Changing a Wood Panel to Glass

Show off your china and glassware by replacing your cabinet doors with glass panels.

Intro

Cabinet doors with glass panels are a hot look in custom kitchens. Clear glass in door panels allows you to show off china and glassware tucked safely in a cabinet. Cabinets fronted with fluted, pebbled, or frosted glass don't show off cabinet contents as clearly but do give the kitchen a lighter, airier look than doors with solid wood panels.

If your existing cabinet doors are sound and serviceable and are constructed with stiles and rails surrounding a wooden panel, follow the steps on these pages to replace the wood panel with glass for a new look.

The method is direct and fast, utilizing a jigsaw to remove most of the panel. A hammer, chisel, and locking-grip pliers then come into play to split out the remaining waste. Work carefully to remove the panel without damaging the door's framework.

Prestart Checklist

Time
About 1 hour per door, plus drying time for the finish

Tools
Jigsaw with blades, drill with bits, chisel, locking-grip pliers, sanding block with paper, utility knife, hammer, router with 1/4-inch straight bit (optional)

Skills
Sawing, drilling, chiseling, routing with a guide

Prep
Remove door and its hardware

Materials
Touch-up paint or stain and clear finish, glass, retainer clips with screws

Step 1

After removing the door and its hardware, place the door facedown on your worktable. Drill an entry hole for your jigsaw blade, then slice out the central portion of the door panel, leaving a perimeter of approximately 1 inch around the door's framework.

Step 2

Stand the door vertically, supporting it in a vise if possible. Drive a chisel along the grain of the panel to split the wood. Be careful that the chisel tip doesn't scar the door's rail. Make a second split about 1 inch from the first one. (Plywood doesn't split as easily as solid wood.)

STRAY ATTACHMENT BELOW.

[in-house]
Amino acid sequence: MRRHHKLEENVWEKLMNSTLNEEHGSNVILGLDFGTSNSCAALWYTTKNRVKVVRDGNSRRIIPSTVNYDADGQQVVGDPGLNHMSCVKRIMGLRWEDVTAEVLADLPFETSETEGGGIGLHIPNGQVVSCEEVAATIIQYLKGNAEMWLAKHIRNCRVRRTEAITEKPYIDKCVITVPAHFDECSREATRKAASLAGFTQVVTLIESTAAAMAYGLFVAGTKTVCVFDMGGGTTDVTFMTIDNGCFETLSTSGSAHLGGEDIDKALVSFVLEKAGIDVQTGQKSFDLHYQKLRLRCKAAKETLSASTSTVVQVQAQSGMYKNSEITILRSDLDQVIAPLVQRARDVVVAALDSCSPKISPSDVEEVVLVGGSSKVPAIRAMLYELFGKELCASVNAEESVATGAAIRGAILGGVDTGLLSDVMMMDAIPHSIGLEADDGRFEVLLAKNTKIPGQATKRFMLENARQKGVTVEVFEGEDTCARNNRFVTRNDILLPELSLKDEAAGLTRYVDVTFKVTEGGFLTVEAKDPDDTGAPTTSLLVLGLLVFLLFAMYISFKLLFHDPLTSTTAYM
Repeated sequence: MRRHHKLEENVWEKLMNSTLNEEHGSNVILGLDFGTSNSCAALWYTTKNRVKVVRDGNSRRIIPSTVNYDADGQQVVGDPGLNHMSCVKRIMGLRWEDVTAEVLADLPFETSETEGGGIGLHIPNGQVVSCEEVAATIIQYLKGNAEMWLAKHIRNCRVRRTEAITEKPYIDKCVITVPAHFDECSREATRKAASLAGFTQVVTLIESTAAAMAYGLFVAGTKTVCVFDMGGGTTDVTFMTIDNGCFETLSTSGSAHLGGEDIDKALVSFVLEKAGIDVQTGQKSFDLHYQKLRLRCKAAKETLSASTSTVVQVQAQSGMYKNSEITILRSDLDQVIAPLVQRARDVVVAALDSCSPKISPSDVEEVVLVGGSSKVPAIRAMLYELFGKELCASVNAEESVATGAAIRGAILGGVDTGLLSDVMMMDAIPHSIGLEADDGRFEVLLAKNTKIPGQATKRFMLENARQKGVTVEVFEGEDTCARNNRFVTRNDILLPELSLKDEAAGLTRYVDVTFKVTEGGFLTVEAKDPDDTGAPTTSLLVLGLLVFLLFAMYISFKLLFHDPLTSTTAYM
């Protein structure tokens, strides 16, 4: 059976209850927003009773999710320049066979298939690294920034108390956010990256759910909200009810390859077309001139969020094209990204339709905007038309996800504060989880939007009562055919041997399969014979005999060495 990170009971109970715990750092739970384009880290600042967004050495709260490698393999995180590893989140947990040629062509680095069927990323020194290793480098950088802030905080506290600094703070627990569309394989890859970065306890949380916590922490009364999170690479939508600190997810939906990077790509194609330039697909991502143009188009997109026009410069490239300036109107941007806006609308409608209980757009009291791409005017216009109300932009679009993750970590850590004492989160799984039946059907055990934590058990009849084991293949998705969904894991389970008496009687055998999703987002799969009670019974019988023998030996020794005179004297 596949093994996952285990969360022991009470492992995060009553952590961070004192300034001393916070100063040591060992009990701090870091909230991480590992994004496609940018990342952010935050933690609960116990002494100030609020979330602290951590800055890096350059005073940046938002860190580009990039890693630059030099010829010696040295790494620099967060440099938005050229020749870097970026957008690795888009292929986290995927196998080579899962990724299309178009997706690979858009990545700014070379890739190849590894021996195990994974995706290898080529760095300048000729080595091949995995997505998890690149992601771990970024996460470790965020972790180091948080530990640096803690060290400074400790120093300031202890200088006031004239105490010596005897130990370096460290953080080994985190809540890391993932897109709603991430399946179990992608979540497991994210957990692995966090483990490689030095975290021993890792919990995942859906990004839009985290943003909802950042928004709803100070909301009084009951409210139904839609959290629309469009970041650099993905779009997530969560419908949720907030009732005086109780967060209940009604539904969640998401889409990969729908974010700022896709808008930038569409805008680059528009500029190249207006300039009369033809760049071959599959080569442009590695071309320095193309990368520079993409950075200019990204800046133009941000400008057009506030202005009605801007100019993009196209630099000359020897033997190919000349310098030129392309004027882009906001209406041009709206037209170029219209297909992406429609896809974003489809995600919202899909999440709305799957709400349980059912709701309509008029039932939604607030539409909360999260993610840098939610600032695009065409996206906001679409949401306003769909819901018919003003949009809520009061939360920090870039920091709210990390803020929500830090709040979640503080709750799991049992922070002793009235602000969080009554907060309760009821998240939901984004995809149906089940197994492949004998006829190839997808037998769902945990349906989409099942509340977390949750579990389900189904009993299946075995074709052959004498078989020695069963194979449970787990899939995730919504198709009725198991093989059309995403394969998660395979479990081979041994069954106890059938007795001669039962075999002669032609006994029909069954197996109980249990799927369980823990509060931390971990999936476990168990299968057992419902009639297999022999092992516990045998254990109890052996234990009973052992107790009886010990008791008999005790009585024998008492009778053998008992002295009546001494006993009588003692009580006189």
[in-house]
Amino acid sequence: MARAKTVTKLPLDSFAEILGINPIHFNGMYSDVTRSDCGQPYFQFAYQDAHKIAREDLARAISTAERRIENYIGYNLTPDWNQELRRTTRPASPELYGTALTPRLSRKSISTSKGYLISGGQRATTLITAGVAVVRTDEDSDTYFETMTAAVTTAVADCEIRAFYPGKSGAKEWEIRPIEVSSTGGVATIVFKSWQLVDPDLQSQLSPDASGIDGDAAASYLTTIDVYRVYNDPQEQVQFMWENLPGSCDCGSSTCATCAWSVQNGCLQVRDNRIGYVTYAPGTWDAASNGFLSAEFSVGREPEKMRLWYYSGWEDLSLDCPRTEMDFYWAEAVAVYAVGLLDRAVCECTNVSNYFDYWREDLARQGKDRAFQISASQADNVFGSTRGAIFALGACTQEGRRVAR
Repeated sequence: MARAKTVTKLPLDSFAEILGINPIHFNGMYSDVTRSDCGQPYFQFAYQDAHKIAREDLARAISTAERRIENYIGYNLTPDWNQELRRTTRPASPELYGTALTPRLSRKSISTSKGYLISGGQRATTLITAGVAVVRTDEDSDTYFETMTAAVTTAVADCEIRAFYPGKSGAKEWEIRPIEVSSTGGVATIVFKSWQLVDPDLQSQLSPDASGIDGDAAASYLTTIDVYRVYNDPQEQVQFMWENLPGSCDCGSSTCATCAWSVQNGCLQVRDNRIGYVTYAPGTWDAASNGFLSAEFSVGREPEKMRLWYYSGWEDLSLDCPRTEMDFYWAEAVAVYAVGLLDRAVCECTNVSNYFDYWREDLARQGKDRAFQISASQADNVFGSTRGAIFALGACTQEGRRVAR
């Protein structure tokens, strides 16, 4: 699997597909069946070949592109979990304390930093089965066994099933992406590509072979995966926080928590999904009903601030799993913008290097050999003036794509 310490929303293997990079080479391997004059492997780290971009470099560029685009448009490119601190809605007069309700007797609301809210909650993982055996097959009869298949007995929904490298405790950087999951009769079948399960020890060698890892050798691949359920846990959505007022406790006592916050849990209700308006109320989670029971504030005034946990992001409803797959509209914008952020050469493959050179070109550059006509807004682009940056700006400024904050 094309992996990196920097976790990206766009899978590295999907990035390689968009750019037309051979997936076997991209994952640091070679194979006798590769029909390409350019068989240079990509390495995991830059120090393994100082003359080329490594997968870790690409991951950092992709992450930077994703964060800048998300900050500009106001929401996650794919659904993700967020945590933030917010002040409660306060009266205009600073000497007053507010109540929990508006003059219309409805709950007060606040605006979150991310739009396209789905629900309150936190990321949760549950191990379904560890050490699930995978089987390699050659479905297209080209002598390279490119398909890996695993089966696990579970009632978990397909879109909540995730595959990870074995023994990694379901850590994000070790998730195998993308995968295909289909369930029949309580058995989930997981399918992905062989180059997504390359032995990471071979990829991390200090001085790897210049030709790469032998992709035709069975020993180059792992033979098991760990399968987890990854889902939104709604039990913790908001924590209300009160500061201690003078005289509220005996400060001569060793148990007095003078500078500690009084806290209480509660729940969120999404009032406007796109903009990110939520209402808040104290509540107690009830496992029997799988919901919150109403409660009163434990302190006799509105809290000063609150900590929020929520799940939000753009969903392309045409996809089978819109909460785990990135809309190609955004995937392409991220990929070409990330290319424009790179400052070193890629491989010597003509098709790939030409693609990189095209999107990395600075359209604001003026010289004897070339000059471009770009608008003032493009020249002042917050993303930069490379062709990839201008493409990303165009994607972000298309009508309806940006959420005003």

Step 3

Solidly clamp the jaws of your locking-grip pliers onto the wood between the chisel marks. Hold onto the pliers, and give them a strong smack with a hammer to complete the splits and yank out the piece of wood. To avoid damage, make certain the hammer's path is parallel to the door. Also make sure the pliers or your hand won't hit the opposite rail when the chip is freed.

Step 4

After you've removed the first piece of the panel's perimeter, getting out the remainder is relatively easy. If you wiggle the pieces, move them side to side only so you won't accidentally split the door frame. Always pull toward the panel's center. Placing a carpet remnant or scrap of carpet padding between your worktable and the door will help prevent scratches.

Step 5

With the door panel removed, you can accurately measure the depth of the groove in the door frame. Chuck a 1/4-inch straight bit into your router, and use an edge guide with your router to remove the rear lip. This will convert the groove into a rabbet.

Step 6

A sharp chisel easily squares the corners of the rabbet. Inspect the entire perimeter of the rabbet and employ your chisel or a sanding block to smooth away any irregularities or puddles of finish that seeped into the groove.

Step 7

Apply finish to the rabbet so that it matches the rest of the door. Take the doors with you to the glass shop to ensure an accurate fit. Consider double-strength glass, which measures 1/8 inch thick and is only slightly more expensive than single-strength. Many glass shops also can cut plastic glazing materials to fit the opening.

Step 8

Select retainer clips that will hold the pane firmly. The selection in the photo includes models that reach in to meet the glass, ones designed to secure glass that's flush with the wood, and a screw-adjust version that handles virtually every thickness -- even bulky leaded-glass panels. Retainer clips, also called glass clips and glass retainers, are available from woodworking dealers and at hardware stores.


Comments (1)
7531375676
anonymous wrote:

I do wish to put inserts into my kitchen cabinets but I'm unable to find the product that I want. If you could please help in locating the material. I saw it once, looked like a plexglass product. It looked like very thin twigs on a frosted back ground. Call all over New Mexico and no one knows what I'm talking about. I can be reached at codyboy425@msn.com. Keepup this the great job you're doing on the web. Nancy Parker (AF Vet)

4/16/2010 02:22:47 AM Report Abuse
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